What Your Menstrual Blood’s Colour Tells About Your Health
All of us have met those women who are quick to tell everyone that their periods are totally light, fast, painless and problem-free! (Like those women in shopping malls, running around playing tennis and horseback riding, as if nothing was happening downstairs). We tend to think that these women are just lucky, that it’s a happy coincidence of fate, whether you have easy or painful periods. We assume that something is going on in this mysterious process that gives you either a positive or a negative period life. We think, “Maybe it’s in the genes?”
And, if this woman isn’t you – if you suffer monthly heavy bleeding, cramps, endless periods, horrible PMS symptoms like mood swings and cravings… then it can be really annoying to hear about someone else’s heavy periods! You may even be in the situation where you have to explain your problem periods to your boss or co-workers, friends and family because you just can’t go on living when you are bleeding.
It may sound weird, but checking the colour and consistency of your menstrual blood can be super fascinating and empowering. It’s not uncommon for your menstrual blood to change from month to month and while it should be fresh red, it can also be black, blue, brown, rusty, bright red, pink, pale, watery or clotted. Each colour sends a message about your body – the trick is to learn how to recognise it.
Fresh, Bright Red Period Blood (#Periodgoals)
Your period blood should be a nice bright red – like blood from a fresh cut or strawberry jam (yum). If your menstrual blood looks like this, it’s a good sign that your uterine lining is healthy. When your uterine lining is healthy, that means your digestive system, immune system, and endocrine (hormone) system are all functioning normally. In other words, your body is strong, healthy, and getting what it needs.
Pale, Pink, Scanty, and Watery Periods
When there aren’t enough resources to do it all, and it’s a matter of keeping you alive rather than building a uterine wall strong enough to give birth to little mini-yous, your body will choose survival. So when your body is faced with limited resources, your reproductive system suffers.
Pale, pink, thin and watery periods indicate that your body’s basic needs are not being properly met, especially nutritionally. This is often due to the fact that your diet does not contain enough quality nutrients. If this is the case for you, try not to eat processed foods and try to follow a diet rich in iron, with most of your calories coming from healthy proteins and fats.
Whatever the cause, pink, watery or pale periods may be a sign that you need to take breaks, get more rest and pay more attention to yourself.
Dark Brown, Rusty, and Clotty Periods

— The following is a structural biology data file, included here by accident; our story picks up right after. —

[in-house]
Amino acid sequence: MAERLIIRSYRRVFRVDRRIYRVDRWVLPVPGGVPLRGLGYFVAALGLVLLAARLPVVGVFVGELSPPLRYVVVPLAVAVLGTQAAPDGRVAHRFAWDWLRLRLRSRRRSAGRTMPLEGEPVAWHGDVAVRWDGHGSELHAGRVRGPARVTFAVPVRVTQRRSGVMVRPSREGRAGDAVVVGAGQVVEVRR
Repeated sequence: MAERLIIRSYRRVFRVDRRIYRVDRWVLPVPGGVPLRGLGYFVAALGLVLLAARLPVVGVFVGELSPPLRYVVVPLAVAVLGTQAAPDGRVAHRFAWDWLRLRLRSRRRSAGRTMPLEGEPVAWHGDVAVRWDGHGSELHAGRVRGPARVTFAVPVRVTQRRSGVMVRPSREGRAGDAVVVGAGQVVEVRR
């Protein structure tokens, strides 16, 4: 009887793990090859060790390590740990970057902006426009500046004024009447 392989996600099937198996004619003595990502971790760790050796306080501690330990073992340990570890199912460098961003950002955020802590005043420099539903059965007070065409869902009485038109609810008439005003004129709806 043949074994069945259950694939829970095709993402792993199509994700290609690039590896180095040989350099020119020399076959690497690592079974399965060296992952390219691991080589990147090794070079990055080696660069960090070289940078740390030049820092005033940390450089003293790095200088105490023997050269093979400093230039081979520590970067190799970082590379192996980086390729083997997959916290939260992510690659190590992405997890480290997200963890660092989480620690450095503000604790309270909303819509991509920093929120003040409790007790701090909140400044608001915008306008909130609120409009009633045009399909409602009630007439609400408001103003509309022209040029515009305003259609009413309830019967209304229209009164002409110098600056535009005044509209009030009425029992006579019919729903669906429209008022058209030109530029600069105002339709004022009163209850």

Periods of dark brown, rusty and tissue blood tend to be the worst. Most of the time, they indicate that your body is having trouble getting rid of the lining of your uterus, and are usually accompanied by cramping. The reason your menstrual blood turns this rusty brown colour or is full of clots is that it has become old and outdated.
Think of a time when you cut yourself, after a while, the blood dries out and becomes this kind of rusty brown substance, doesn’t it? The same thing can happen with your uterine lining. When your body struggles to remove the old wall, and things take longer than they should, your blood drags and becomes tainted.
Blue, Black, and Purple Period Blood
If you’ve ever had a black, blue or super dark purple period, you know that can be a bit surprising. These really dark periods are a sign that your uterine lining has become even more stagnant than the rusty brown periods we covered above. The blue and purple periods may also be a sign of poorly oxygenated blood or a colder than average body temperature.
Black periods are a sign that your uterine lining is REALLY super stuck. They are usually accompanied by a lot of clotting and pain and are sometimes associated with endometriosis, fibroid or other blood clotting problems.
If dark periods are frequent in your case, you can consult your gynaecologist/obstetrician. Don’t panic – blackouts don’t mean something is wrong, just that things aren’t working as well as they could be. If you’re worried that your period may not be healthy, it’s always a good idea to see your doctor.
What’s Your Next Step?
If you think your period may fall under the “unhealthy” category, implementing diet and lifestyle changes can be a useful first step in making your period the healthiest it can be. You can also call Fertile Seeds of Life for more information and advice.